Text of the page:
Faith, Pandemic and.... Being Deaf

When I woke up from the surgery that took my hearing, God reassured me that, in possibly the darkest time of my life, He was still with me.
The night before surgery, I’d listened to Handel’s Messiah.
‘I know that my Redeemer liveth.’

The light shines in the darkness, and the darkness has not overcome it.
John 1:5

In dark times, God is still with us. Jesus, Light of the world, is still alive. But that doesn’t mean the dark times won’t happen, or that we should pretend them away. The Light shines in the darkness.
To say, ‘I’m 100% delighted that I lost my hearing’ would not, for me, ring true, and God wants us to be real.
We are living through a pandemic which, for many, is a dark time. Life changed – and changes – almost overnight. God is still with us, and He wants us to be real about our fears and disappointments.

The light shines in the darkness, and the darkness has not overcome it.

I was due to be interviewed at the start of lockdown, by Ruth O-Reilly-Smith on UCB radio, but lockdown prevented me from going into the studio to record.
I knew other people would simply do these interviews by phone. I also knew I can’t do that. I emailed Ruth and said, ‘I can’t do it. You’d better find someone else.’
She replied, ‘perhaps we can make it work, leave it with me.’
And so I had the privilege of being Ruth’s first Zoom interviewee.
She figured out how to link Zoom up in the studio, and interviewed me that way, speaking clearly for me to lipread on-screen, and patiently typing in the chat box things I misunderstood.

A light in the darkness.
Showing me Jesus.

Something I’d never have anticipated about the pandemic is that it would make me feel more deaf.
I can’t lipread people who are wearing masks.
Masks are a wall, shutting me out.
And then, I see a mask lowered for me.
The wall crumbles.

A light in the darkness.
Showing me Jesus.

I struggle on Zoom, particularly in groups.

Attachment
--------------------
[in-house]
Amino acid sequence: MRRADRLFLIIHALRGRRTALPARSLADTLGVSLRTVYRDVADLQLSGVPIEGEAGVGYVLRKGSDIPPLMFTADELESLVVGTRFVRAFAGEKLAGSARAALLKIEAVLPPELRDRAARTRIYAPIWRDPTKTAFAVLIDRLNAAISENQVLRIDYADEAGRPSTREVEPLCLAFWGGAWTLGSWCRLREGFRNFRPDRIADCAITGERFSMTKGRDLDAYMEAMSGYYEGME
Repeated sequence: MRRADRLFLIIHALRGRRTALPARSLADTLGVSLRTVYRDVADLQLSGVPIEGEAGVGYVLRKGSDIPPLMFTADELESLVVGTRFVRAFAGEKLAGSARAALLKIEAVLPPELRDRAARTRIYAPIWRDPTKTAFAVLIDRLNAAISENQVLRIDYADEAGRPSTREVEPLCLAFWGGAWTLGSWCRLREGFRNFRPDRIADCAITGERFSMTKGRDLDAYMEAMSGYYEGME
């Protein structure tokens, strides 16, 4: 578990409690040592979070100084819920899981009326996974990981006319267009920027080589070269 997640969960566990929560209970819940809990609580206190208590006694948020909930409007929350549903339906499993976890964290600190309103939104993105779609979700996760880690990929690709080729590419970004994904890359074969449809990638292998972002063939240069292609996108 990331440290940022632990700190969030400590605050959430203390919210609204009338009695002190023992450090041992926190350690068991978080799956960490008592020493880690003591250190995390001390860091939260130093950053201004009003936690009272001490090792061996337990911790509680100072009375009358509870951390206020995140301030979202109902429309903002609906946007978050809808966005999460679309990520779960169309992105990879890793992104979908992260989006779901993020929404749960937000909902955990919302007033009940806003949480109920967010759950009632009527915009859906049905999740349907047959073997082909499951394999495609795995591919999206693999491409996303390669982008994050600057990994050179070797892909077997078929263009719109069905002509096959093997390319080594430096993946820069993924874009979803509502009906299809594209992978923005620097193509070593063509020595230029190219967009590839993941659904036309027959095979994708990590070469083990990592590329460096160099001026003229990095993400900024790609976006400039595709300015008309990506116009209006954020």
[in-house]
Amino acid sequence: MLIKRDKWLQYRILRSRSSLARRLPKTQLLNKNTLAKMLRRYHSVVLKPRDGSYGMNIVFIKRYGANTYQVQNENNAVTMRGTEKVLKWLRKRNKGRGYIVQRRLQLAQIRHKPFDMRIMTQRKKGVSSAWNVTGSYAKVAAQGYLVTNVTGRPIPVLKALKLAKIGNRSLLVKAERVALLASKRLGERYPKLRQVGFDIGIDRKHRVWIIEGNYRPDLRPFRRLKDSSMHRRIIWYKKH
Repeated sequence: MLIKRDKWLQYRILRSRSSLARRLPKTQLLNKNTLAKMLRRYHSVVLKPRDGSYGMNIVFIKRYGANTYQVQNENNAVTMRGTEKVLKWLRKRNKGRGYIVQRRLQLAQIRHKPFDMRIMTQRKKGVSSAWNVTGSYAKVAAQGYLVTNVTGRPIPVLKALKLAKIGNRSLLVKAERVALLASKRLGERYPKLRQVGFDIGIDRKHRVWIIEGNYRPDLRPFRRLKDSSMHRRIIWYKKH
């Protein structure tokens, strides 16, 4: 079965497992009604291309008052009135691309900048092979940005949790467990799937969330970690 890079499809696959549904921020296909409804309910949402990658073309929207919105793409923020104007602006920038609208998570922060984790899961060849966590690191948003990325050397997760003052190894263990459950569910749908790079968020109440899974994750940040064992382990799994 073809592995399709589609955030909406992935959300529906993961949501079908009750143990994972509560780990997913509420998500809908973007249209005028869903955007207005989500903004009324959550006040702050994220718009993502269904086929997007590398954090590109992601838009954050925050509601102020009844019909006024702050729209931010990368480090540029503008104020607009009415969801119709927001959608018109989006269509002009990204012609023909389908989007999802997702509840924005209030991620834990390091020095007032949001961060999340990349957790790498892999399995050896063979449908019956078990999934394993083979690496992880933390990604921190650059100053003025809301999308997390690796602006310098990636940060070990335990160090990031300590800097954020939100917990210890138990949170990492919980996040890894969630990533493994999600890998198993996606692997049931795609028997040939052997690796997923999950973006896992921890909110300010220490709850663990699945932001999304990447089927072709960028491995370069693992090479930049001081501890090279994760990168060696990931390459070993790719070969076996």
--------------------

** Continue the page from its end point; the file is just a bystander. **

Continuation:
Which face in a box is talking? Where should I look?
By the time I work that out, another face in a box is talking.
And then, a message pops up in the chat.
‘Hi Emily!’
It’s from one of the faces in a box.
We connect.

A light in the darkness.
Showing me Jesus.

Church moves online, and I discover – probably very belatedly – live captioning. Automatically generated subtitles showing me what is being said. I enjoy and am blessed by online church; sometimes amused by the occasional subtitling errors, sometimes benefitting from them.

Psalm 23:1: ‘The Lord is my Shepherd, I like nothing’
My mind automatically corrects ‘like’ to ‘lack’, as I know it should read.
But afterwards, I still think about it.
Do I ‘like nothing’?
There’s a lot to ‘not like’ at the moment, lots of darkness, and in it all we have a Shepherd. We have Jesus. We lack nothing.

The light shines in the darkness, and the darkness has not overcome it.

Back in pre-lockdown days – remember them?! – I was out for lunch with a friend who, before we sat down, automatically checked that the environment would be conducive to me lipreading.
I thanked her, and said that her deaf awareness impressed me.
Ann replied, ‘I don’t think of it as deaf awareness. I just think, “What would I need if I were Emily?”’

A light in the darkness.
Showing me Jesus.

What would I need if I were Emily?
Perhaps that’s it.

As we – communities, churches, groups, individuals - seek to navigate pandemic darkness alongside each other, helping others through difficult times, perhaps we could ask, What would I need? What would I need if I were in their position?

After the Zoom radio interview, Ruth said, ‘Working out how to do that was well worth it.’
Learning how to support each other might take time, but it will be worth it, and it will help us grow together as the body of Christ. Many parts, but one body (1 Corinthians 12).

What would I need?

A light in the darkness.
Showing me Jesus.

The light shines in the darkness, and the darkness has not overcome it.
 
Emily Owen

Emily is an author and public speaker. She began writing following a medical diagnosis which turned her life plans upside-down. After publishing her first devotional books, in the 30 Days series, Emily published her memoir, Still Emily. Her most recent writings – The Power of Seven and God’s Calling Cards - combine her personal experiences with biblical teaching and reflections.
Emily’s first children’s book is coming in 2021, and another in the 30 Days series.
Emily is still surprised to describe herself as a writer and speaker, but she has no hesitation in calling herself a fan of flowers, candles, purple, stars, and making her nieces and nephews giggle.
 

Posted: 10/11/2020 08:00:00 by You Belong Filed under: blogger, disability, faith, guest, illness, pandemic

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